Cleric took winding path to be ‘Pied Piper’ of jihad

While living in San Diego in the late 1990s, Anwar Awlaki regularly fished for albacore and shared his catch with a neighbor. At the local mosque where he preached, he delighted in playing soccer with young children and taking the teenagers paint-balling.

“He had an allure. He was charming,” Imam Johari Abdul-Malik, outreach director of an Islamic center in Falls Church, Va., where Awlaki later gave sermons, told reporters in 2009.

With his fashionable eyeglasses and fluent English, the U.S.-born radical cleric also had been called a “Pied Piper of jihadists,” an Internet phenomenon who produced video and audio recordings to lure Westerners to his extremist ideologies.

Awlaki, who had been linked to several terrorist plots in the U.S., was killed Friday in a joint CIA-military airstrike, U.S. officials said. He was 40.

His was born in 1971 in Las Cruces, N.M., where his father had moved from Yemen to study agricultural economics at New Mexico State University. At 7, Awlaki returned with his family to Yemen, and his father served as the country’s agriculture minister.


When he was 20, Awlaki returned to the U.S. to study civil engineering at Colorado State University in Fort Collins, Colo. Fellow students later recalled him as soft-spoken, an average student who enjoyed table tennis.

He often mentioned to other students that he had spent a summer training with the Afghan mujahedin, Muslim fighters who battled the Soviet Union’s occupation in Afghanistan.

At an Islamic center in Fort Collins, Awlaki discovered that he had a flair for preaching when volunteers took turns giving the Friday sermon.

At 25, Awlaki moved to California to study education at San Diego State University. He preached sermons at a Sunni mosque bordering La Mesa and lived with his wife and two toddlers in a small adjoining house.

When a member of the mosque suggested that Awlaki record his lectures on compact discs, a popular series followed, beginning in 2000. More than 50 of the CDs were devoted to the “Life of Muhammad.”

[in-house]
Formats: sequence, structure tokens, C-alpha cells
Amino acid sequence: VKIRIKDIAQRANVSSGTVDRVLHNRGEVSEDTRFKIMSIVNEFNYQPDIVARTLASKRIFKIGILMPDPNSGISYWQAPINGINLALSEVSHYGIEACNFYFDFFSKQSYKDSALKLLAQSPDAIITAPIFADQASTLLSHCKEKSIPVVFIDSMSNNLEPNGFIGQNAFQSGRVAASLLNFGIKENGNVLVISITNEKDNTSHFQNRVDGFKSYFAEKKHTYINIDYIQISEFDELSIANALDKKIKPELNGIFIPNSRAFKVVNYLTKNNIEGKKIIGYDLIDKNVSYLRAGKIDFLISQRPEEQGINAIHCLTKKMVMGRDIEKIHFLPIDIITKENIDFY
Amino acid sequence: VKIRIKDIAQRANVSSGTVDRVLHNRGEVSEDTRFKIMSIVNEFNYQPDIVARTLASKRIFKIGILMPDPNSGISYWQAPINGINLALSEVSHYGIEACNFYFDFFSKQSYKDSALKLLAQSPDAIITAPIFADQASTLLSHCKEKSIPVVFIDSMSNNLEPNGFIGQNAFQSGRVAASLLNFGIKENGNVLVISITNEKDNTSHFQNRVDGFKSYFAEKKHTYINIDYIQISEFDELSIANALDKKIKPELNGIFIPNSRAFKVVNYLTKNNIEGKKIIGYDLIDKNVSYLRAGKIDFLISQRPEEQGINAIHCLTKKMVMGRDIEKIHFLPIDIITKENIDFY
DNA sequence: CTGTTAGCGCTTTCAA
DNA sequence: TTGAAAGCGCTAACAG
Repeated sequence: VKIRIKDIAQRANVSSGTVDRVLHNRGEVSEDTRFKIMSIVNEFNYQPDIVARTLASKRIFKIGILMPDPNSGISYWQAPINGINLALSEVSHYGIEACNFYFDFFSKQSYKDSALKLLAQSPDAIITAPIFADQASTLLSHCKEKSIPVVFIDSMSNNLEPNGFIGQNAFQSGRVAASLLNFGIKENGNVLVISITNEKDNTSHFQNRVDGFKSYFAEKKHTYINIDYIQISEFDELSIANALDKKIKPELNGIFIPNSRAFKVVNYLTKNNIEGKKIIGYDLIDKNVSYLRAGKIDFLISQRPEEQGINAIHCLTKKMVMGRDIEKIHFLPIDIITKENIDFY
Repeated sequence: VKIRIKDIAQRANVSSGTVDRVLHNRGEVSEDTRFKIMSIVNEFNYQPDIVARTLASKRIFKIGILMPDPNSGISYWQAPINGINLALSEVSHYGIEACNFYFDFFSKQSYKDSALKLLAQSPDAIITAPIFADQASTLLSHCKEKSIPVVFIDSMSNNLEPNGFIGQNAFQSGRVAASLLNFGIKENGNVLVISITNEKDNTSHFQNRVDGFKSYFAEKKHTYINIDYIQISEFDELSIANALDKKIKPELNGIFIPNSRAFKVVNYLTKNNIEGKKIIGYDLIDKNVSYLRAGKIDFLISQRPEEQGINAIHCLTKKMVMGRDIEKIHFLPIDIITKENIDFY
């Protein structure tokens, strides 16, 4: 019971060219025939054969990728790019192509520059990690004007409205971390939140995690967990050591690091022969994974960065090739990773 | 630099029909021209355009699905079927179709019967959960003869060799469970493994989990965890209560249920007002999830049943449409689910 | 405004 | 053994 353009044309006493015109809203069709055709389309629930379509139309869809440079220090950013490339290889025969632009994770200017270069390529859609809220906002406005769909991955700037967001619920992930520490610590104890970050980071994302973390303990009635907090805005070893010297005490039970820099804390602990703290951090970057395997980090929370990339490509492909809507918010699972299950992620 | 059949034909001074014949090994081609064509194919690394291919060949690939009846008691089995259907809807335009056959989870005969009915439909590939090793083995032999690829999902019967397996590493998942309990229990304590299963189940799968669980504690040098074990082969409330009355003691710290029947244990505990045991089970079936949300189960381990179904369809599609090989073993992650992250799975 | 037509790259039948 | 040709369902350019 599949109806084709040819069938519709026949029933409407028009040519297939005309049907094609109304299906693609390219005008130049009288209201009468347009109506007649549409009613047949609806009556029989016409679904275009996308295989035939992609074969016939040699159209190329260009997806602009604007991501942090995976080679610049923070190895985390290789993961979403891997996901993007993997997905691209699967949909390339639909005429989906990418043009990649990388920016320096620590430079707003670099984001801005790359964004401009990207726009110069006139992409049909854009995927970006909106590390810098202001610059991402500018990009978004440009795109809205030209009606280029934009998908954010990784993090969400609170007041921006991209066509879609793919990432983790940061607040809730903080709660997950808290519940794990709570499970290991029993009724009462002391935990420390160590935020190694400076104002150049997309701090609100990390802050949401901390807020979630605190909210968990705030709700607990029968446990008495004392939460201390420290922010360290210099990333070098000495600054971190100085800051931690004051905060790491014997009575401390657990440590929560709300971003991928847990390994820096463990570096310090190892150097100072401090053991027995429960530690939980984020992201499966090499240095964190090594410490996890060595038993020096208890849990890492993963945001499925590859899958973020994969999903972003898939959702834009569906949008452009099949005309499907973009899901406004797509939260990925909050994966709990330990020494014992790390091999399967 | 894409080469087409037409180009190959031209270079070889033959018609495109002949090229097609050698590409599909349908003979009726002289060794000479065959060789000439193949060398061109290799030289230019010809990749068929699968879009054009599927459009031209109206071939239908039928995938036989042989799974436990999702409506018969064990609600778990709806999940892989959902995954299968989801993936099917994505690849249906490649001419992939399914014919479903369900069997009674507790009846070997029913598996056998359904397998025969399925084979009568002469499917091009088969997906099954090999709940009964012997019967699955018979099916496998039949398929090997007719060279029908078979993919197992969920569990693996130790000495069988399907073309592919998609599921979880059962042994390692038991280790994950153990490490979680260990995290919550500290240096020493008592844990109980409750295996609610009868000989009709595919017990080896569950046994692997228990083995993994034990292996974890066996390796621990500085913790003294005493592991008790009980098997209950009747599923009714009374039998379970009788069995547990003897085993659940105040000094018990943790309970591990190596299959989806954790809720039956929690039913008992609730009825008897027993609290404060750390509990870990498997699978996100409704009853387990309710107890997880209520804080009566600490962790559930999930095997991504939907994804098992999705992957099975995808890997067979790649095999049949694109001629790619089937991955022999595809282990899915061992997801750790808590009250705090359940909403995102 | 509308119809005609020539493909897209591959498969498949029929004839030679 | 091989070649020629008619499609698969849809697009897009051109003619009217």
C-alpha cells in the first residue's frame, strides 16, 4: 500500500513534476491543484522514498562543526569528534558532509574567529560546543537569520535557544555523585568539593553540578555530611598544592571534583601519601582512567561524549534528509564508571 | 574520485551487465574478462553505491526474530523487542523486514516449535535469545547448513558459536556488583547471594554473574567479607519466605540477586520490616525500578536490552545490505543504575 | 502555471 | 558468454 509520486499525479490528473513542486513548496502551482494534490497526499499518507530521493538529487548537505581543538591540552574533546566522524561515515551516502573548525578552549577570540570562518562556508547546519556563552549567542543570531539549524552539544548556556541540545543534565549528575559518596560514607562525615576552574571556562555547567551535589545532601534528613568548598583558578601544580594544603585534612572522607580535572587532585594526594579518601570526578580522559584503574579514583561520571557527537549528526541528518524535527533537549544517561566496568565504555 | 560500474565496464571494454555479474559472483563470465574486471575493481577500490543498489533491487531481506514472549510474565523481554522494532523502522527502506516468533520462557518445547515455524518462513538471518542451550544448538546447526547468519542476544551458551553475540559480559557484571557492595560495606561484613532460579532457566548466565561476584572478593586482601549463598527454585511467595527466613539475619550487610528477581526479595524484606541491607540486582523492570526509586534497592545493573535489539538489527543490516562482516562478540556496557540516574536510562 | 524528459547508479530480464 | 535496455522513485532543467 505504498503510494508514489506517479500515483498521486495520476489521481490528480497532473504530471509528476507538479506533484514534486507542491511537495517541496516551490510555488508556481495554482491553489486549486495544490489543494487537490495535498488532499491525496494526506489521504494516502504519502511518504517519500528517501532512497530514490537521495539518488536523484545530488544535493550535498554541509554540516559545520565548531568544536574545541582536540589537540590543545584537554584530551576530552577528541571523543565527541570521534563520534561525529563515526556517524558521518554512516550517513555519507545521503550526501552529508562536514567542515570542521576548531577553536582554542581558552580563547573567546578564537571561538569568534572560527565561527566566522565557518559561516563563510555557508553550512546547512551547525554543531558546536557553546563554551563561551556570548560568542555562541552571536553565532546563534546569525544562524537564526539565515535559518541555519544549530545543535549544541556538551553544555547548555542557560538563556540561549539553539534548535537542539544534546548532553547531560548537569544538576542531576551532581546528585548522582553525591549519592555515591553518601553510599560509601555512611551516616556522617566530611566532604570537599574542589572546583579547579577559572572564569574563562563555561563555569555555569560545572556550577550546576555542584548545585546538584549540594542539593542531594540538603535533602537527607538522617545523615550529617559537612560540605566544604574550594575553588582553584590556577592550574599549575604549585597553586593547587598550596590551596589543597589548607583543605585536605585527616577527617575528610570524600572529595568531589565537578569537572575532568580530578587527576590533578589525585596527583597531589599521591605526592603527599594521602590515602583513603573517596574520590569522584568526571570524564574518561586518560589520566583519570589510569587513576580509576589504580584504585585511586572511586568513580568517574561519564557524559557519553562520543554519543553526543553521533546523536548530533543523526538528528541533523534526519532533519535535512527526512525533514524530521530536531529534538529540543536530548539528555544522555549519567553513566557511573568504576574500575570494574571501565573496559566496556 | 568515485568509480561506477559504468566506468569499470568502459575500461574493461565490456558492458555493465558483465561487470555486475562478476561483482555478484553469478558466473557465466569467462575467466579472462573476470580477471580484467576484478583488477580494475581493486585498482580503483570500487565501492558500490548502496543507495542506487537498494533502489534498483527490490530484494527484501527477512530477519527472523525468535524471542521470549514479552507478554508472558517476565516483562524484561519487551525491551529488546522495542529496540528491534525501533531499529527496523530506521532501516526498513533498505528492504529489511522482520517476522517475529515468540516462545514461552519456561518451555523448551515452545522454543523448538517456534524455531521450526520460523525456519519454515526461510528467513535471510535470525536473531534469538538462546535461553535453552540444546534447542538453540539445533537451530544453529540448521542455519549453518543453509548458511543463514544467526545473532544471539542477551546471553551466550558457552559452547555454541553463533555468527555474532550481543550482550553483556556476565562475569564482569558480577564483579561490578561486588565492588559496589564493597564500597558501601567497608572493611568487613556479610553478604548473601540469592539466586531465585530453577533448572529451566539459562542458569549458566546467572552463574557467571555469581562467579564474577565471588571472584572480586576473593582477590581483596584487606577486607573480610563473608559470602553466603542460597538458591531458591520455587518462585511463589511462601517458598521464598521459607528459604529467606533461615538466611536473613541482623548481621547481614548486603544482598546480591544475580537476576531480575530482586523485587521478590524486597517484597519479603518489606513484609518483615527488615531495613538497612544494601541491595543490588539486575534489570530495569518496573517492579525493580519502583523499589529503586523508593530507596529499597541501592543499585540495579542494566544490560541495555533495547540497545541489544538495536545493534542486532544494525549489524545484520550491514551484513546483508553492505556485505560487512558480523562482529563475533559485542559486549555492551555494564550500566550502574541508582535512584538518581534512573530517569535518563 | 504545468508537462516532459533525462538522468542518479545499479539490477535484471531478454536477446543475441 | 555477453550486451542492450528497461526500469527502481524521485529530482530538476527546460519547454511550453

San Diego police twice picked up Awlaki for soliciting prostitutes, and he was put on probation, according to news reports.

In 1999 and 2000, Awlaki was investigated by the FBI, but no criminal charges were filed against him. Around that time, he met two of the Sept. 11 hijackers, Khalid Almihdhar and Nawaf Alhazmi, and the FBI questioned him again after the 9/11 attacks.

Awlaki moved to the Northern Virginia suburbs in 2000 and pursued postgraduate studies at George Washington University. Two years later, he left for London, where he preached at mosques known for radical ideologies.

In 2004, he returned to Yemen with his Yemeni wife and their family. He was believed to have as many as five children.

Yemeni authorities arrested him in 2006 with a group of five Yemenis suspected of kidnapping a Shiite Muslim teenager for ransom. Soon after his release from jail in 2007, he returned to the center of his Awalik tribe in the southern province of Shabwa, considered an Al Qaeda stronghold.

A hint of what he expected from the future could be found in his farewell to Lincoln W. Higgie III, the San Diego neighbor with whom he shared the albacore, the New York Times reported in 2010.

When Higgie told him to stop by if he was ever in town, Higgie said that Awlaki replied, “I don’t think you’ll be seeing me. I won’t be coming back to San Diego again. Later on you’ll find out why.”